Singapore tech-based real estate agency Propseller raises $1.2 million seed round

Propseller, a Singapore-based real estate agency that combines a tech platform with in-house agents to close transactions more quickly, announced today it has raised $1.2 million in seed funding.

The round included investment from Iterative; Hustle Fund; XA Network; Rapzo Capital; Lazada co-founder Stein Jakabo; and Dot Property founder Ben Neve. Propseller also said “three undisclosed highly strategic investors” and returning private investors participated.

Propseller’s last funding announcement was in December 2018, when it raised SGD $1 million (about $737,000) in seed funding.

Founded in 2018 and launched the next year, Propseller says its technology platform enables transactions to close more quickly, helping with tasks like property valuations, and reduces standard commission fees to 1% from 2% because the startup’s in-house agents are able to finish more transactions in less time.

The company claims it is currently handling about SGD $75 million worth of properties each year. During the pandemic, tech-enabled services like online dashboards and virtual viewings have allowed Propseller’s agents to continue working with clients.

Despite the economic impact of COVID-19, Singapore’s real estate market is expected to recover relatively quickly, especially the residential sector, because of demand for new condominiums and foreign investment.

Another Singaporean real estate-focused startup that recently raised funding is PropertyGuru. Last month, the property listing platform announced an investment of $220 million from KKR and TPG to expand into new Southast Asian markets. PropertyGuru’s most direct competitor is 99.co, but startups like Propseller, Ohmyhome and Greyloft, which offer agent services combined with tech platforms, all provide an alternative in the Singaporean real estate market.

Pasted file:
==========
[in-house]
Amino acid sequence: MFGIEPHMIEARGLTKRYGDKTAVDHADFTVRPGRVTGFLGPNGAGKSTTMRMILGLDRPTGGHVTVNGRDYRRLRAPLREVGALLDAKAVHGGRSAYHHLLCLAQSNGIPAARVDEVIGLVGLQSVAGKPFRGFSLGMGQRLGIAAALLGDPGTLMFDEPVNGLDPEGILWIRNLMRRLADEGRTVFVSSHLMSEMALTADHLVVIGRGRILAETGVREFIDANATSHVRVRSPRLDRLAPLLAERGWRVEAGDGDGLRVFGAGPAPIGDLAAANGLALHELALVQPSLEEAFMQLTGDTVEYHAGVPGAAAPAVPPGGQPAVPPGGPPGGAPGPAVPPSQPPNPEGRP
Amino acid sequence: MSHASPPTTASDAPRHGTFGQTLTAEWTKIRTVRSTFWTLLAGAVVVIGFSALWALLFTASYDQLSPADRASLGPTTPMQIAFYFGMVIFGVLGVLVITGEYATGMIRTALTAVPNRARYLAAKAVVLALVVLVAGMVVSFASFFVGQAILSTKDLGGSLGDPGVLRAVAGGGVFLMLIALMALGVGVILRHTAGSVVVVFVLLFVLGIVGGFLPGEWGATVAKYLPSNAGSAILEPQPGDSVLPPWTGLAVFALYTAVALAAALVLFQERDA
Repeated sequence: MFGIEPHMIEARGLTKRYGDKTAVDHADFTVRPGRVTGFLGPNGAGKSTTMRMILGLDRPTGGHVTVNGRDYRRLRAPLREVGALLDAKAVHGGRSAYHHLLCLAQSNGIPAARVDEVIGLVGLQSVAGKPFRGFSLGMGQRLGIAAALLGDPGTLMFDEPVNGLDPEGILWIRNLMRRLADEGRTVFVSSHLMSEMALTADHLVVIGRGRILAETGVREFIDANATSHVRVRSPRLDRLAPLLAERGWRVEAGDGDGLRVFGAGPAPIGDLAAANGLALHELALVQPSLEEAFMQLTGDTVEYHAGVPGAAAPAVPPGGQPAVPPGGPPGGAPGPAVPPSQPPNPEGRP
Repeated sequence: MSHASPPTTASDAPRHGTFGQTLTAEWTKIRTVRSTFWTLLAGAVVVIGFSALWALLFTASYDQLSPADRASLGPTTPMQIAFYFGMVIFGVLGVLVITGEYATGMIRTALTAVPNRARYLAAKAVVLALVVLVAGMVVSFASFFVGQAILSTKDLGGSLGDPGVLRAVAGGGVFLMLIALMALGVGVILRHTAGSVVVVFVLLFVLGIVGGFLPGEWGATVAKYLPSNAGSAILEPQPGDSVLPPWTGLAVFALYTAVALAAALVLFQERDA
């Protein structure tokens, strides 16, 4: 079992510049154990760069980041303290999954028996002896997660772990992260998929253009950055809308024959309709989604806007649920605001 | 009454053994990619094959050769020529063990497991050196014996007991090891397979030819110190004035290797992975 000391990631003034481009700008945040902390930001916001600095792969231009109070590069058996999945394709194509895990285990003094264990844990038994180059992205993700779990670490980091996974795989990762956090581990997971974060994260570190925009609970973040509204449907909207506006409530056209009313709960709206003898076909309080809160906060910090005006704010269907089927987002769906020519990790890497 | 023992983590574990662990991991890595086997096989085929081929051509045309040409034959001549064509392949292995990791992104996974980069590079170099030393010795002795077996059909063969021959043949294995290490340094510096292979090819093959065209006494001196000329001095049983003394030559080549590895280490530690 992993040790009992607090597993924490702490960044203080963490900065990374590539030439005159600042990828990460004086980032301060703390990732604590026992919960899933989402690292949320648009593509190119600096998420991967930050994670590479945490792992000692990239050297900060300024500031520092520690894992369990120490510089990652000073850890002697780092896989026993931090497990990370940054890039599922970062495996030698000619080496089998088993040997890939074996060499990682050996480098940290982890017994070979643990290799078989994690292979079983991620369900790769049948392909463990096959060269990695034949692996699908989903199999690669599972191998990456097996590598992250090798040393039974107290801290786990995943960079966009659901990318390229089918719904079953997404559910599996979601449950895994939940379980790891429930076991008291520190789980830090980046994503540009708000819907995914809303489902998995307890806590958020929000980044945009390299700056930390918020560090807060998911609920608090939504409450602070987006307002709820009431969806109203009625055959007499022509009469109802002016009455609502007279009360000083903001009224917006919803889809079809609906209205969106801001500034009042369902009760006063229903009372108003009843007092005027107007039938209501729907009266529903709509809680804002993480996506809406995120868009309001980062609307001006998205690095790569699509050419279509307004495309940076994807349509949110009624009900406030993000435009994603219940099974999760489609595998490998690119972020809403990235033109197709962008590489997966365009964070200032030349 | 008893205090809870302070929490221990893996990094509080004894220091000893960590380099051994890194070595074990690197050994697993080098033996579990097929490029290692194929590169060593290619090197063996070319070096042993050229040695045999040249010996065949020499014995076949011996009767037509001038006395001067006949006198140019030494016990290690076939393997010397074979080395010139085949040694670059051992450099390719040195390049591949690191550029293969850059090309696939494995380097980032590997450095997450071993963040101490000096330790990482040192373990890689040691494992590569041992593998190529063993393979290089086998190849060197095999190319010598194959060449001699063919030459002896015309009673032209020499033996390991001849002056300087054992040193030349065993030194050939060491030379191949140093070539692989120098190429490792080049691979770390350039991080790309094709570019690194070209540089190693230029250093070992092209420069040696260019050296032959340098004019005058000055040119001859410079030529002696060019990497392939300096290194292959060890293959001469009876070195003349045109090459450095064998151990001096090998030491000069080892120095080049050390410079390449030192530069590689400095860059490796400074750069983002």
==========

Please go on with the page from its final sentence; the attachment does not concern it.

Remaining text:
In a press statement about its investment in Propseller, Iterative partner (and founder of Divvy Homes, a San Francisco-based proptech startup) Brian Ma said, “Worldwide, modern estate agencies are already taking market share at breakneck speeds. In a market like Singapore with high property prices and the need for high quality service, we believe digitalization will be inevitable. We’re excited for Propseller to lead the charge there.”

Propy, a blockchain-verified platform for selling houses, raises funding from Tim Draper

For several years, blockchain technology has been touted as a way to verify the sale of property. Any kind of property. And so entrepreneurs busily began the process of trying to create a startup that could complete a property deal on the blockchain.

One that stood out from the start was Propy, started by Natalia Karayaneva, an experienced, real-world property developer who had subsequently joined the blockchain world. Propy’s other co-founder is Denitza Tyufekchieva (pictured). 

Propy has now raised an undisclosed funding round from venture capitalist investor Tim Draper, best known for his early investments into Tesla, Skype, Twitter, Coindesk and Robinhood. TechCrunch understands this is part of a wider, ongoing fundraise. 

Propy’s platform uses blockchain technology to, it says, simplify the home-purchasing experience and eliminate fraudulent transactions. The idea is to close a traditional real estate deal entirely online. Thus, the offer, signed purchase agreements with DocuSign, secure wire payments and title deeds are all taken care of. Propy claims its platforms saves 10 hours of paperwork, per transaction.